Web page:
The simple way to watch the London Olympics is to just turn on your cable or satellite-connected TV and watch the NBC Olympics coverage on conventional television. If you want to watch the London Olympics via the Internet, though, things get complicated.
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First, NBC's "Live Extra" Internet Olympics coverage requires that you have a cable, satellite or telephone company TV, such as AT&T Uverse, subscription that includes MSNBC and CNBC. If you get your TV purely over the Internet or over the air (OTA) with an antenna, you're out of luck. You're also not going to be watching the Olympics live over the Internet if you have a basic TV subscription that doesn't include MSNBC or CNBC.
Think you're ready to go? Not so fast, buddy. If you're lucky, you'll be "automatically" validated without needing to login in. Chances are though that you'll need to jump through NBC's Olympic hoops first. For starters, you need to tell NBC who you're getting your TV from, then you need to give them your user ID and password for your TV service. NBC says they don't keep this information. They're just passing it on to your TV provider to see if you really do have a TV subscription with the right services.
You'll need to do this for every device - e.g. laptop, desktop, tablet - you want to use to watch the coverage on. If you check the “remember me” box when verifying your account information, you'll only have to do this once for each device.
Regardless of the device, you'll need to have Adobe Flash on it. So, yes, whether you run Linux, Mac, or Windows you can watch this year's live events on your PC.
If you have an iPad or iPhone you can still watch the games without Flash, but you'll need a special application. There are several but the best is probably the “official” NBC Olympics Live Extra app.
There's also an “official” Olympics application for Android as well. However, you'll need Android 2.3.3 or higher so older Android phones won't be able to use it. I'm also vexed to report that it won't work on many newer tablets, including Google's own Nexus 7. Say it with me folks: "FAIL!"
I also have to say that, with Android or iOS, the live video quality isn't that good. I'm seeing lots of freezes and lock ups on both my iPad and my Android devices even when I'm using a high-speed Wi-Fi connection.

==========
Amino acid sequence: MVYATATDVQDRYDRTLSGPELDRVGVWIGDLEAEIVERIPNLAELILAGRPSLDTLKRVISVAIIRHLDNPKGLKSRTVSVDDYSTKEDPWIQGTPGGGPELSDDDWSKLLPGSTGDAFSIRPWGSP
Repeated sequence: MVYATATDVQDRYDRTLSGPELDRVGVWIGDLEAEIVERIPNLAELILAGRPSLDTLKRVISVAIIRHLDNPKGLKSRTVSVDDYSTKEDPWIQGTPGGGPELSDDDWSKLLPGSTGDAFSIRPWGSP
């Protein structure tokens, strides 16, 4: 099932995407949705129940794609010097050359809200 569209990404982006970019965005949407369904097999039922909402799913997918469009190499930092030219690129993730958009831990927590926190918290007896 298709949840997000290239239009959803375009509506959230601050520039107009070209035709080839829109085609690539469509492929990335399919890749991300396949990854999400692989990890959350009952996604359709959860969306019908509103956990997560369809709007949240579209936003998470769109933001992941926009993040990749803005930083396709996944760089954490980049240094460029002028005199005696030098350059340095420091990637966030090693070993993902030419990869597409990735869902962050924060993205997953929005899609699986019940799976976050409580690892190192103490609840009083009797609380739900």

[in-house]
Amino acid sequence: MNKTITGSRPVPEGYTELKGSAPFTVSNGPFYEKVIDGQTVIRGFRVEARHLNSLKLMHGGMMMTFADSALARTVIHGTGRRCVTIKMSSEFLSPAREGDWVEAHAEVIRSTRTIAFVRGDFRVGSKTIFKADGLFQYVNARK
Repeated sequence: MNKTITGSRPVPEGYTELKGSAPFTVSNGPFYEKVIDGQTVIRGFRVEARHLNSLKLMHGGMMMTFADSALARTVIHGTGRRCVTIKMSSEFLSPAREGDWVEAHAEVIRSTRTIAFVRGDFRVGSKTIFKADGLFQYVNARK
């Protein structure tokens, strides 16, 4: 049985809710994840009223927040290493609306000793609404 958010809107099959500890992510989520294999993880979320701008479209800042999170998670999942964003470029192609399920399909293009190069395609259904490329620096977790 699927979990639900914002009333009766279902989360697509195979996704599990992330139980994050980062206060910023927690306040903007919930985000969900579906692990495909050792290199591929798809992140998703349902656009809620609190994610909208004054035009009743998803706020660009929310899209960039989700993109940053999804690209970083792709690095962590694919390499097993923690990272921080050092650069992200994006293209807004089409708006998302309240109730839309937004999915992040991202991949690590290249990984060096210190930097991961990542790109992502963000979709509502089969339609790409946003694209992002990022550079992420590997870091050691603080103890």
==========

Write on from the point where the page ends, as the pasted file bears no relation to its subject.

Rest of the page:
If you live outside the U.S., you may actually have an easier time watching the games over the Internet. The IOC's official Olympics YouTube channel offers fans "across 64 territories in Asia and Sub-Saharan Africa" more than 2,200 hours of high-definition coverage, for free. Canadians can watch some of the Olympics' coverage via the CTVOlympics YouTube channel.
As for media-extender devices, such as Apple TV, Google TV, Roku, etc., you're pretty much out of luck. The major networks, including NBC, block their websites from these devices, of course.
That isn't to say it will be impossible. Roku claims that while you can't watch the games live, the BBC will make recordings available to Roku and BBC iPlayer users after the fact. I have a sneaking suspicion though that if you're not in the UK, you won't be able to see these either.
If you have an Apple TV, you might be able to throw your web video to your Apple TV and from there to your television. To do that you need to have AirPlay Mirroring on your late-model iPhone or iPad running iOS 5.x or higher, or some newer Mac running Mountain Lion. Keep in mind that to try this with a Mac you have to have one of the following newer Mac models: iMac (mid-2011 or newer), Mac mini (mid-2011 or newer), MacBook Air (mid-2011 or newer), and MacBook Pro (early 2011 or newer).
Good luck and may your favorite device bring your favorite athletes and team to you.